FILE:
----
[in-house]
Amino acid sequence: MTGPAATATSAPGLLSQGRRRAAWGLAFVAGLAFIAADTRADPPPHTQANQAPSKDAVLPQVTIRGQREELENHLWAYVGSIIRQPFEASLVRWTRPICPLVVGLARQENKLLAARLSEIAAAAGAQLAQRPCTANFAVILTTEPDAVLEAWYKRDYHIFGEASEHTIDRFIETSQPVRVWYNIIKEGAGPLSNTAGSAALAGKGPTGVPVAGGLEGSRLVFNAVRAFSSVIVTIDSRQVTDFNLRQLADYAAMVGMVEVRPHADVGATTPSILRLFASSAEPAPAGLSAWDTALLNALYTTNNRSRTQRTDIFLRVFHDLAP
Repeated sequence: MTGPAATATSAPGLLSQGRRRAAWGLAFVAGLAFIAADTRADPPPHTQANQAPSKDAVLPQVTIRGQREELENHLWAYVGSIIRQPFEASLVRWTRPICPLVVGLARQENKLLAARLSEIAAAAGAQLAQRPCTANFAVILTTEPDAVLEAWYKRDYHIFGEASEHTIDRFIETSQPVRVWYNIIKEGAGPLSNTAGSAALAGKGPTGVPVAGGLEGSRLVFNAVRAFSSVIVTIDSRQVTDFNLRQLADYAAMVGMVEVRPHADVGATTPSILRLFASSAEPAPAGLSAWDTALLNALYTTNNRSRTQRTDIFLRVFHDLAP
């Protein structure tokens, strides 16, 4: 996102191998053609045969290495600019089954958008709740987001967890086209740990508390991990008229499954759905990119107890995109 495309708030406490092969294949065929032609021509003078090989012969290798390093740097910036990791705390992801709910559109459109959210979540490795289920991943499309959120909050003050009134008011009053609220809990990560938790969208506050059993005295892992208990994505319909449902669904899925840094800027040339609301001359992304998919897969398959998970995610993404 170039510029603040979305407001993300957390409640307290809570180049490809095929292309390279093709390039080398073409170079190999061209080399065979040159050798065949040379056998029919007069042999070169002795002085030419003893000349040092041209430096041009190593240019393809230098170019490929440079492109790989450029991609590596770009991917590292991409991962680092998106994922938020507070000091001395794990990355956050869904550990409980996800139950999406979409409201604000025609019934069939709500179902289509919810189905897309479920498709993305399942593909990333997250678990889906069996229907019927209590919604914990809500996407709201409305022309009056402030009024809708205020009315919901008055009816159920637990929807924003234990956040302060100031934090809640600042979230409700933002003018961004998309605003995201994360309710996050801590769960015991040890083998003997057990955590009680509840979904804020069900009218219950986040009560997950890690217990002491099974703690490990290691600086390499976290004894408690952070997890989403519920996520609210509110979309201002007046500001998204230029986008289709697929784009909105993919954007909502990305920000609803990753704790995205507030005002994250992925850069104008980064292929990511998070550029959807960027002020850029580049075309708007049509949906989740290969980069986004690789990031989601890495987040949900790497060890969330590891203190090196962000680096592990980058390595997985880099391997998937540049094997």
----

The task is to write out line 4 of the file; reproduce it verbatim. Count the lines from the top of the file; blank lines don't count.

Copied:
């Protein structure tokens, strides 16, 4: 996102191998053609045969290495600019089954958008709740987001967890086209740990508390991990008229499954759905990119107890995109 495309708030406490092969294949065929032609021509003078090989012969290798390093740097910036990791705390992801709910559109459109959210979540490795289920991943499309959120909050003050009134008011009053609220809990990560938790969208506050059993005295892992208990994505319909449902669904899925840094800027040339609301001359992304998919897969398959998970995610993404 170039510029603040979305407001993300957390409640307290809570180049490809095929292309390279093709390039080398073409170079190999061209080399065979040159050798065949040379056998029919007069042999070169002795002085030419003893000349040092041209430096041009190593240019393809230098170019490929440079492109790989450029991609590596770009991917590292991409991962680092998106994922938020507070000091001395794990990355956050869904550990409980996800139950999406979409409201604000025609019934069939709500179902289509919810189905897309479920498709993305399942593909990333997250678990889906069996229907019927209590919604914990809500996407709201409305022309009056402030009024809708205020009315919901008055009816159920637990929807924003234990956040302060100031934090809640600042979230409700933002003018961004998309605003995201994360309710996050801590769960015991040890083998003997057990955590009680509840979904804020069900009218219950986040009560997950890690217990002491099974703690490990290691600086390499976290004894408690952070997890989403519920996520609210509110979309201002007046500001998204230029986008289709697929784009909105993919954007909502990305920000609803990753704790995205507030005002994250992925850069104008980064292929990511998070550029959807960027002020850029580049075309708007049509949906989740290969980069986004690789990031989601890495987040949900790497060890969330590891203190090196962000680096592990980058390595997985880099391997998937540049094997």